Tuesday, October 19, 2010

"There are things that very few portraits of women allow the viewer to discern"

The Wrong Blood, by Manuel de Lope, is set in Basque country during the Spanish Civil War and is ostensibly the tale of two women...

A rape victim:
In church, the priests taught the children such behavior, telling them that they had to be obedient, even in time of war, even though they could escape and disappear on the mountain with the cows after setting fire to the hayloft, and then, for decades to come, the house that had sheltered Etxarris's Bar would be nothing but a burnt patch, a few charred beams on ash-covered ground, and nobody except a very few people would know that María Antonia Etxarri had set the house on fire to save herself from being raped, but instead of doing that, remembering other reasons and other rains, María Antonia obediently mounted the stairs to the room, doing as she had been told, fearing only the barrage of blows she would get from her stepfather should peace ever come.

And a bride:
The bride smiled in a lost paradise of tulle and lace and orange blossoms. The photograph showed neither how much weeping she was to do nor how little she had wept until then, nor was there any visible sign of the two tears of emotion she had shed during the ceremony or of the sighs she would utter that same night, but there are things that very few portraits of women allow the viewer to discern.

I had a hard time settling into this book. The story jumps from one perspective to another, back in time, then forward to our present, and sometimes, as in María Antonia's burning the house down, into a what if. (Not that I have trouble with that sort of thing usually.) But I am glad I stuck with it.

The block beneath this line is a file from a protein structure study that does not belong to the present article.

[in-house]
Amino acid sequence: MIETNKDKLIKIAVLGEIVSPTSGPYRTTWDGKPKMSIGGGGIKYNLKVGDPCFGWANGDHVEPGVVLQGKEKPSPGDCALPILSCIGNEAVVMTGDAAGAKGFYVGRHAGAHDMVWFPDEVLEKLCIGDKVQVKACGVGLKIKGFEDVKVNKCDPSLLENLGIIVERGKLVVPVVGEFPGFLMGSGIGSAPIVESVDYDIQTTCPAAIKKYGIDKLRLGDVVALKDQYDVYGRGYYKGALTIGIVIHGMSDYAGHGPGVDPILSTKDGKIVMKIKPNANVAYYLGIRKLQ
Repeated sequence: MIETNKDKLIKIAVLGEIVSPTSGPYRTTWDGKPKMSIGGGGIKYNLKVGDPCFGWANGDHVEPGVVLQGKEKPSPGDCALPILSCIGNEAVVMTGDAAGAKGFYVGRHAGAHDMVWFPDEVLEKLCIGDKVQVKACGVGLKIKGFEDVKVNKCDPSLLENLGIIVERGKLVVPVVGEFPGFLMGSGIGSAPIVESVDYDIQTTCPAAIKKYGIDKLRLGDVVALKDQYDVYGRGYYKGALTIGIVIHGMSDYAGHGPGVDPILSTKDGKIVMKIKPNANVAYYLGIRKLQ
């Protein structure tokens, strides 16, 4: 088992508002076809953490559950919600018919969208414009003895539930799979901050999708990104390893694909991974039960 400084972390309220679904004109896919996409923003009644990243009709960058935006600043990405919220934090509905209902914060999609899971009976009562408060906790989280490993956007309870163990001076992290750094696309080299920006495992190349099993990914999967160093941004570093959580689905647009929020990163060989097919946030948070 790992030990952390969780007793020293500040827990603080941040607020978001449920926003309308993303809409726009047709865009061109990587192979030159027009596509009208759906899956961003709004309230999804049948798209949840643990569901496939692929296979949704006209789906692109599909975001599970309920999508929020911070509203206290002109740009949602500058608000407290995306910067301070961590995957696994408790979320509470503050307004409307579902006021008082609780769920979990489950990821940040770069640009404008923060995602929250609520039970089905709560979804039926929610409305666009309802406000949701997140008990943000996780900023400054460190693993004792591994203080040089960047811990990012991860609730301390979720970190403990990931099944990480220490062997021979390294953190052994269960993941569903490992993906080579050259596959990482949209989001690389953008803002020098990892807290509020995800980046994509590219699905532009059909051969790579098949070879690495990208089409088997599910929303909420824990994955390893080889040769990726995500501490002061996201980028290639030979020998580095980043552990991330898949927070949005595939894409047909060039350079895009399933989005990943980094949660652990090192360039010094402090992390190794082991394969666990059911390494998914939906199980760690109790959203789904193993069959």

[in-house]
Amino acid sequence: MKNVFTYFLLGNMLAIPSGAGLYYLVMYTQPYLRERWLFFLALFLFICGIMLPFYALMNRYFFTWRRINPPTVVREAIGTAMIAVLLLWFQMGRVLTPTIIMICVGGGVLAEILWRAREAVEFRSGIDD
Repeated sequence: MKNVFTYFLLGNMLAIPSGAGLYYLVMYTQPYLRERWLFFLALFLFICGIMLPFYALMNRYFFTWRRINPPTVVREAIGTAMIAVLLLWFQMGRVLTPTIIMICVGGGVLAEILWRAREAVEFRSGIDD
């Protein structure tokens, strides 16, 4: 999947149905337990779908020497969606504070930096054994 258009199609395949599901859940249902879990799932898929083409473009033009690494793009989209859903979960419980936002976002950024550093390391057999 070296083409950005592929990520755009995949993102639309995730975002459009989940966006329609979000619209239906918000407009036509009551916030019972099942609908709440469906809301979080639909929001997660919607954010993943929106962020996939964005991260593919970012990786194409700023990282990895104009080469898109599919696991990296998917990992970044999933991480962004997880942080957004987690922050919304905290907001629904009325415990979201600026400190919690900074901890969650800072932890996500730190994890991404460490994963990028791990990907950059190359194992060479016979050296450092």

I can't claim to have ever experienced anything near what these women went through, but something about the telling simply didn't ring true — too writerly, too male.

The novel for me is more effective with the stories of the men — the officer, the grandson, the neighbouring doctor — even while telling us so much less about them. These characters are told, without being explained, and I think they are richer for it.

For all this, the novel is lyrical and romantic and engrossing. Though I very early on had guessed what would be "the big reveal," I was compelled to see how it would be unveiled.

Favourite sentence: "There are men who subvert order because they carry a deep-seated, centrifugal inertia that destroys the space as well as the feelings around them." (Although, I'm not sure I agree.)

See this review.
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